By Robert Mullin
California regulators will open a new phase of an investigation into Pacific Gas and Electric’s troubled safety practices as the utility faces allegations that its equipment was responsible last month for igniting the Camp Fire, by far the deadliest wildfire in the state’s history.
Public Utilities Commission President Michael Picker announced the development Thursday after a turbulent start to what was meant to be a routine voting meeting. A group of raucous protesters briefly shut down proceedings before being removed from the commission’s San Francisco hearing room.
The first phase of the commission’s examination focused on the breakdown of safety practices leading to the September 2010 PG&E natural gas pipeline explosion that killed eight people and destroyed 38 homes in San Bruno. Picker said the next phase will look into the “corporate governance, [and] the structure and operation of PG&E to determine the best path forward for Northern California to receive safe, affordable, reliable electric and gas service.
“As I reviewed the [San Bruno] report, I found myself asking, ‘How can we do that better? What’s the role of the CPUC? How can PG&E actually pursue these duties and do it more safely? Is there a different model to ensure that we have safe and reliable gas and electric service?’” Picker said.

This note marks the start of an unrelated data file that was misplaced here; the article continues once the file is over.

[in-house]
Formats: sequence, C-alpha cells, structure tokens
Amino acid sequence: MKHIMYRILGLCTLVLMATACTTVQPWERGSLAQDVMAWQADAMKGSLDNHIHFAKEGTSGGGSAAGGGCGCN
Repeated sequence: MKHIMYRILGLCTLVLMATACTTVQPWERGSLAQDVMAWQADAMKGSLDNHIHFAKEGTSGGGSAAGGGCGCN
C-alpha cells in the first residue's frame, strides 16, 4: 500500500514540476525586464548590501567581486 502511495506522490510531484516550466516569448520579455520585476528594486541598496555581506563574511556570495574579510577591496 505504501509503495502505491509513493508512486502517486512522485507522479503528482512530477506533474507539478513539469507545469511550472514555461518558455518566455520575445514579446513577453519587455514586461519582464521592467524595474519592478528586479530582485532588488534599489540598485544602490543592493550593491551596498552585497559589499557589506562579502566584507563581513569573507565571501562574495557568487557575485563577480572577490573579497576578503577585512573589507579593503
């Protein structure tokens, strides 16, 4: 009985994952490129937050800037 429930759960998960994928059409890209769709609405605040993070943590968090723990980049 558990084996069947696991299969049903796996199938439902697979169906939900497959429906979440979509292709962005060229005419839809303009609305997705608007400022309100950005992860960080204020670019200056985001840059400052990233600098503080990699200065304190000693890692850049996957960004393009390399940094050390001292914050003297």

While the cause of the Camp Fire remains under investigation, PG&E filed a report with the CPUC on the day the fire started saying it had experienced an outage on a 115-kV line and observed damage to a transmission tower near the fire’s ignition point. At Thursday’s meeting, Picker said, “The details of the fire are still unfolding.”
Picker had signaled the move to expand the safety probe earlier in the month as the Camp Fire raged through Butte County in the northern part of the state. (See Destructive Fire Drives Down PG&E Stock.) Independent reports on prior deadly incidents criticized PG&E’s safety practices as “dysfunctional” or lacking clarity, he noted.
“This is the kind of thing that keeps me awake at night,” Picker said.
PG&E critics packed Thursday’s meeting, which featured an extended public comment period in which more than 30 residents spoke out against the company, urging the CPUC not to orchestrate a bailout. They pointed to Picker’s recent conference call in which he told Wall Street analysts that it would not be good public policy to allow the utility to go bankrupt. (See Camp Fire Prompts Talk of PG&E Bailout of Breakup.) Picker’s comments helped halt a sharp slide in the company’s share price, which had fallen by more than 62% in the course of a week.
Some speakers at the meeting aimed their anger directly at the CPUC — and Picker in particular.
“The commission’s disregard for the welfare of California has never been more blatant than when President Picker made a statement of the commission’s intent to rescue PG&E … while bodies from the Camp Fire were still being counted — and are still being counted,” said Barbara Stebbins of the California Alliance for Community Energy.